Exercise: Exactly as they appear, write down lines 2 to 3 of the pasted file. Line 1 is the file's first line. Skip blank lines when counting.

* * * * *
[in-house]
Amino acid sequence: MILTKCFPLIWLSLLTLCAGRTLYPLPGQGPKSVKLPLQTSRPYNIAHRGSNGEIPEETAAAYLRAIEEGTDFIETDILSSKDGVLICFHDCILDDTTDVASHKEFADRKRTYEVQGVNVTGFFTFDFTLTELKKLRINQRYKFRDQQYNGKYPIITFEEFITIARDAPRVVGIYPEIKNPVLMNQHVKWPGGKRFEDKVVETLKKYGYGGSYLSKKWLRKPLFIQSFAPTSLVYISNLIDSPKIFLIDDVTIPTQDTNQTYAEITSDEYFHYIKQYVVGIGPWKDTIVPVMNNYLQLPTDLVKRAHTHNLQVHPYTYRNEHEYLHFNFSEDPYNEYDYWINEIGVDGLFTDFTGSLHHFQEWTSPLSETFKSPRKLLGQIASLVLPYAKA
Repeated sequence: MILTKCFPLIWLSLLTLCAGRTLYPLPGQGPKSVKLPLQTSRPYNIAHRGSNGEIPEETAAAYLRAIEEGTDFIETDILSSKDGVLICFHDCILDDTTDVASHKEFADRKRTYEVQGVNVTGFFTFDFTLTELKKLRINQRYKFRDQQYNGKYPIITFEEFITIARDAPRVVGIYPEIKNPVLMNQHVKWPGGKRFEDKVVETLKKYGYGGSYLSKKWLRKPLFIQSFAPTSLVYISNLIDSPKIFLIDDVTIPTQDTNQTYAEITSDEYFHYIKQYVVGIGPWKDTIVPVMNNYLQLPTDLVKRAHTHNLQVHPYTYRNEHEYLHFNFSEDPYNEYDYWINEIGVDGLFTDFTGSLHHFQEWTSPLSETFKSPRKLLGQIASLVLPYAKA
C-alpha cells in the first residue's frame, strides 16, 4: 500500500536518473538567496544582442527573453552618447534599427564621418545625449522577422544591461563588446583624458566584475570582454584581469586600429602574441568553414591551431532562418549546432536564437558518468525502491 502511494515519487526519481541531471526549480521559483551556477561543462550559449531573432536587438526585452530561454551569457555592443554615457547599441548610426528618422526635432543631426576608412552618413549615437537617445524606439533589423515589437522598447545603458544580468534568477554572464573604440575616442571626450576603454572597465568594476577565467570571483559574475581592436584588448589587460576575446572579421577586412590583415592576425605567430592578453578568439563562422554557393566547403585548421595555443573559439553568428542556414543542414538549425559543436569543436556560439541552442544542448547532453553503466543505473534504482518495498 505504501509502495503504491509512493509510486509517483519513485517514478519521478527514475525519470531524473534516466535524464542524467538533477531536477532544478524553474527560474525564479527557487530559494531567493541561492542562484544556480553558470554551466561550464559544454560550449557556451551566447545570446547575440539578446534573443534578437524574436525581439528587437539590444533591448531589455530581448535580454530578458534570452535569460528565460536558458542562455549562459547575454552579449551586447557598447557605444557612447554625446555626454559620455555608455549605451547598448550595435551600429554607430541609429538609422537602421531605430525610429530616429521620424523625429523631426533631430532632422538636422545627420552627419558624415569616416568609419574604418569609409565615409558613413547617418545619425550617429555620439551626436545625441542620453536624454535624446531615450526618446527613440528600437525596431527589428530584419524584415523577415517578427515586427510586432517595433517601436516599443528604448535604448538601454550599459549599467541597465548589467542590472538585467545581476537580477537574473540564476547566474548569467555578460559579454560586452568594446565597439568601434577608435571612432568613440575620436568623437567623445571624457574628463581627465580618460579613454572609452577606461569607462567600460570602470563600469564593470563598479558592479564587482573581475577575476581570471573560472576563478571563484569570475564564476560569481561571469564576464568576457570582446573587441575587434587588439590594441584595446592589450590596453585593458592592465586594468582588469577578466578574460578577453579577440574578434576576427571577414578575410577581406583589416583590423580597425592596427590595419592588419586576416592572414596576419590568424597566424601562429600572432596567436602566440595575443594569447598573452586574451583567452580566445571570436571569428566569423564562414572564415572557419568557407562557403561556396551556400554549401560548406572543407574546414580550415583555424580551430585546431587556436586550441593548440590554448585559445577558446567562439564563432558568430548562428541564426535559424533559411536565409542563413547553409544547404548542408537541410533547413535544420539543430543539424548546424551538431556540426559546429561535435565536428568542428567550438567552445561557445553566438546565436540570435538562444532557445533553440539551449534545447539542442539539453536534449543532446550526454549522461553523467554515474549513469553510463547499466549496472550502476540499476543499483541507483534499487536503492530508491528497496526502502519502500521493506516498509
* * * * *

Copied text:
Amino acid sequence: MILTKCFPLIWLSLLTLCAGRTLYPLPGQGPKSVKLPLQTSRPYNIAHRGSNGEIPEETAAAYLRAIEEGTDFIETDILSSKDGVLICFHDCILDDTTDVASHKEFADRKRTYEVQGVNVTGFFTFDFTLTELKKLRINQRYKFRDQQYNGKYPIITFEEFITIARDAPRVVGIYPEIKNPVLMNQHVKWPGGKRFEDKVVETLKKYGYGGSYLSKKWLRKPLFIQSFAPTSLVYISNLIDSPKIFLIDDVTIPTQDTNQTYAEITSDEYFHYIKQYVVGIGPWKDTIVPVMNNYLQLPTDLVKRAHTHNLQVHPYTYRNEHEYLHFNFSEDPYNEYDYWINEIGVDGLFTDFTGSLHHFQEWTSPLSETFKSPRKLLGQIASLVLPYAKA
Repeated sequence: MILTKCFPLIWLSLLTLCAGRTLYPLPGQGPKSVKLPLQTSRPYNIAHRGSNGEIPEETAAAYLRAIEEGTDFIETDILSSKDGVLICFHDCILDDTTDVASHKEFADRKRTYEVQGVNVTGFFTFDFTLTELKKLRINQRYKFRDQQYNGKYPIITFEEFITIARDAPRVVGIYPEIKNPVLMNQHVKWPGGKRFEDKVVETLKKYGYGGSYLSKKWLRKPLFIQSFAPTSLVYISNLIDSPKIFLIDDVTIPTQDTNQTYAEITSDEYFHYIKQYVVGIGPWKDTIVPVMNNYLQLPTDLVKRAHTHNLQVHPYTYRNEHEYLHFNFSEDPYNEYDYWINEIGVDGLFTDFTGSLHHFQEWTSPLSETFKSPRKLLGQIASLVLPYAKA